McCormick v. Commissioner of Social Security
OPINION and Order granting 25 Supplemental Motion for Attorney Fees in the amount of $5,000.00. Signed by Judge Mark W Bennett on 4/12/2017. (des)
IN THE UNITED STATES DISTRICT COURT
FOR THE NORTHERN DISTRICT OF IOWA
ANTHONY D. MCCORMICK,
NANCY A. BERRYHILL, Acting
Commissioner of Social Security,
OPINION AND ORDER
SUPPLEMENTAL MOTION FOR
INTRODUCTION AND BACKGROUND
This case is before me on plaintiff Anthony B. McCormick’s Supplemental Motion
For Attorneys Fees Pursuant To 42 U.S.C. § 406(b), brought by his attorney Thomas
Krause (docket no. 25).
McCormick filed applications for disability insurance benefits and supplemental
security income benefits. The Commissioner ultimately denied his applications. On July
2, 2012, McCormick signed an attorney fee agreement with Krause, in which McCormick
agreed to pay a fee equal to twenty-five percent of his past-due benefits. Krause timely
appealed the adverse agency decision to this court. On July 26, 2013, United States
Magistrate Judge Leonard T. Strand filed a Report and Recommendation, in which he
recommended that the Commissioner’s decision be reversed.1 On August 14, 2013, I
entered a Memorandum Opinion And Order, accepting Judge Strand’s Report and
Recommendation, in which I reversed the Commissioner’s decision that McCormick is not
On February 11, 2016, Judge Strand was confirmed as a United States District
Court Judge for the Northern District of Iowa, and he is now Chief Judge in the Northern
District of Iowa.
disabled and remanded for further proceedings. McCormick received a favorable decision
on remand. On November 8, 2013, I granted McCormick’s unopposed Application For
Attorney Fees Under The Equal Access To Justice Act, in the amount of $4,096.57. On
June 5, 2014, the Commissioner issued a Notice of Award to McCormick and determined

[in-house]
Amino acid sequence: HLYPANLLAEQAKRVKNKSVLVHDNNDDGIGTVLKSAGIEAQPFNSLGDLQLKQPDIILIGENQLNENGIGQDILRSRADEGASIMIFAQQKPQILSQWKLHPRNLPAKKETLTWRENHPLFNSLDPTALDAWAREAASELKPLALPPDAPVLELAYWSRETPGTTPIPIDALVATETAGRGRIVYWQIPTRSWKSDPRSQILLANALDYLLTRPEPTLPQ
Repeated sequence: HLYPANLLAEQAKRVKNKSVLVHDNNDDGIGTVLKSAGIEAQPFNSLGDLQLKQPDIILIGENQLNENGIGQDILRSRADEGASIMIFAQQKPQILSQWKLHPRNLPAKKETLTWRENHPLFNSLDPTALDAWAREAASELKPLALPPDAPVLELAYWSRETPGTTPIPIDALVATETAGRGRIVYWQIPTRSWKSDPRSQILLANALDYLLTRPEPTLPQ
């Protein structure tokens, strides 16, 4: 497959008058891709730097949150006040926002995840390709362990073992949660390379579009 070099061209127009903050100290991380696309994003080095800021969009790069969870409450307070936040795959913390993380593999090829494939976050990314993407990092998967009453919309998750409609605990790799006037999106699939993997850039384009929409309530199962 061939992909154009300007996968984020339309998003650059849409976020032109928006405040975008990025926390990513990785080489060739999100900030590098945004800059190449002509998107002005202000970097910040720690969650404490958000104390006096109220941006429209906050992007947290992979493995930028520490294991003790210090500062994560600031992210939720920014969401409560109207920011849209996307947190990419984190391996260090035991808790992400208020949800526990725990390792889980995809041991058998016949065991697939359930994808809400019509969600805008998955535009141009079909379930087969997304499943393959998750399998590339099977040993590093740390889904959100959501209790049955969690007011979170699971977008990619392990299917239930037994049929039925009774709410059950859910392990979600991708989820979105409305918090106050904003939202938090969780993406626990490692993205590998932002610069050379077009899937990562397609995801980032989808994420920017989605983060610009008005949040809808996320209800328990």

that he was entitled to $71,965.00 in past-due benefits.
On July 10, 2014, Krause filed a Motion For Attorneys Fees Pursuant To 42 U.S.C.
§ 406(b), requesting $11,991.25 in attorney fees. The Commissioner filed a response in
which she indicated that she did not oppose Krause’s fees request. On August 27, 2014, I
granted McCormick’s unopposed Motion For Attorneys Fees Pursuant To 42 U.S.C. §
406(b), in the amount of $11,991.25. Krause refunded the $4,096.57 he received in EAJA
fees to McCormick.
On January 13, 2017, the Commissioner notified McCormick that he had been
awarded additional past-due benefits of $52,722.50 for his children, and that the
Commissioner has withheld $8,987.50 of the award for the payment of attorney fees.
Krause now requests an additional $5,000.00 in attorney fees pursuant to 42 U.S.C. 406(b).
The Commissioner filed a response in which she indicated that she considers Krause’s
requested fees “excessive” and “not reasonable.”
Section 406(b) supplies the standard for determining attorney fees after a favorable
court judgment for a Social Security benefits claimant:
Whenever a court renders a judgment favorable to a
claimant under this subchapter who was represented before the
court by an attorney, the court may determine and allow as part
of its judgment a reasonable fee for such representation, not in
excess of 25 percent of the total of the past-due benefits to
which the claimant is entitled by reason of such judgment, and
the Commissioner of Social Security may, notwithstanding the
provisions of section 405(i) of this title, but subject to
subsection (d) of this section, certify the amount of such fee for
payment to such attorney out of, and not in addition to, the
amount of such past-due benefits. In case of any such
judgment, no other fee may be payable or certified for payment
for such representation except as provided in this paragraph.
42 U.S.C. § 406(b)(1)(A). Therefore, the touchstone for determining attorney fees is
reasonableness, with an absolute cap on fees set at twenty-five percent of a claimant’s pastdue benefits. A claimant’s contingency fee agreement with his or her counsel, however, is
§ 406(b) does not displace contingent-fee agreements as the
primary means by which fees are set for successfully
representing Social Security benefits claimants in court.
Rather, § 406(b) calls for court review of such arrangements as
an independent check, to assure that they yield reasonable
results in particular cases. Congress has provided one
boundary line: Agreements are unenforceable to the extent that
they provide for fees exceeding 25 percent of the past-due
benefits. Within the 25 percent boundary . . . the attorney for
the successful claimant must show that the fee sought is